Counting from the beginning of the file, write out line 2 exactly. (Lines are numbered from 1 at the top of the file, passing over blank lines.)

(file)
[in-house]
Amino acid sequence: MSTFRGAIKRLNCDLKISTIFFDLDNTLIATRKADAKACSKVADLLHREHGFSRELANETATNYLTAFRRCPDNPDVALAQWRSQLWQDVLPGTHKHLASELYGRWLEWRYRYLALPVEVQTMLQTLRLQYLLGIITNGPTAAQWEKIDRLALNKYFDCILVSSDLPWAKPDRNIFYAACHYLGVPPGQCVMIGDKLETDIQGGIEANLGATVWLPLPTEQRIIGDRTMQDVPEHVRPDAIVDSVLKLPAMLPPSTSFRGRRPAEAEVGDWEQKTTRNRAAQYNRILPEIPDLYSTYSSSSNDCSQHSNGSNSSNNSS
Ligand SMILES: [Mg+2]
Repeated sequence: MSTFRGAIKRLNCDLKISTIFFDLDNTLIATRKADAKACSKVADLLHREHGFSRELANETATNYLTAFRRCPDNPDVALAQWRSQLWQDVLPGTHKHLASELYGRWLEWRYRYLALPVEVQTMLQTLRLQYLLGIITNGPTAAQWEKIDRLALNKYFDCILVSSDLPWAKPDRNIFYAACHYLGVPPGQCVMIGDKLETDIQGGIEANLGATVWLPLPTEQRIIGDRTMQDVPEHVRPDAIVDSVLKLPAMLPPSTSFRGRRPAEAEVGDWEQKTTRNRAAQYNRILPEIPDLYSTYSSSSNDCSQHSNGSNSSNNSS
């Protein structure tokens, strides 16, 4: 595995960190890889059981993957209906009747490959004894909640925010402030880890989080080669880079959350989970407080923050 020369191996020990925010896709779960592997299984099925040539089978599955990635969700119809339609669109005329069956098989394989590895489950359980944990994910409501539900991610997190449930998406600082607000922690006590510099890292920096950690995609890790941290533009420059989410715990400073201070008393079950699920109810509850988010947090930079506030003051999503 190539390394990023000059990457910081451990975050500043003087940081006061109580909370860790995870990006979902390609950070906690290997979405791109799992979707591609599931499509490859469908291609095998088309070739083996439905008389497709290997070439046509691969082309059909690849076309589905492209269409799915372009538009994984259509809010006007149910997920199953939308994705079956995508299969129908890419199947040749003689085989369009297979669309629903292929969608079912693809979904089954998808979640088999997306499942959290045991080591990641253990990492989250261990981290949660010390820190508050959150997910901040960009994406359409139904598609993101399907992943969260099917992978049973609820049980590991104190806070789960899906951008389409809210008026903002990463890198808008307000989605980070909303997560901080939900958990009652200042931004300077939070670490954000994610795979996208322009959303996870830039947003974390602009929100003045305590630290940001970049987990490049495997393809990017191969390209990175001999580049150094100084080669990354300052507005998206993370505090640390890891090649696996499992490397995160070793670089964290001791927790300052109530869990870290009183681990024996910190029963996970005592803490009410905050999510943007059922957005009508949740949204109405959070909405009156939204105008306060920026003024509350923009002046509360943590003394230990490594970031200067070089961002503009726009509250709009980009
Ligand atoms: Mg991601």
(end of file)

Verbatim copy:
Amino acid sequence: MSTFRGAIKRLNCDLKISTIFFDLDNTLIATRKADAKACSKVADLLHREHGFSRELANETATNYLTAFRRCPDNPDVALAQWRSQLWQDVLPGTHKHLASELYGRWLEWRYRYLALPVEVQTMLQTLRLQYLLGIITNGPTAAQWEKIDRLALNKYFDCILVSSDLPWAKPDRNIFYAACHYLGVPPGQCVMIGDKLETDIQGGIEANLGATVWLPLPTEQRIIGDRTMQDVPEHVRPDAIVDSVLKLPAMLPPSTSFRGRRPAEAEVGDWEQKTTRNRAAQYNRILPEIPDLYSTYSSSSNDCSQHSNGSNSSNNSS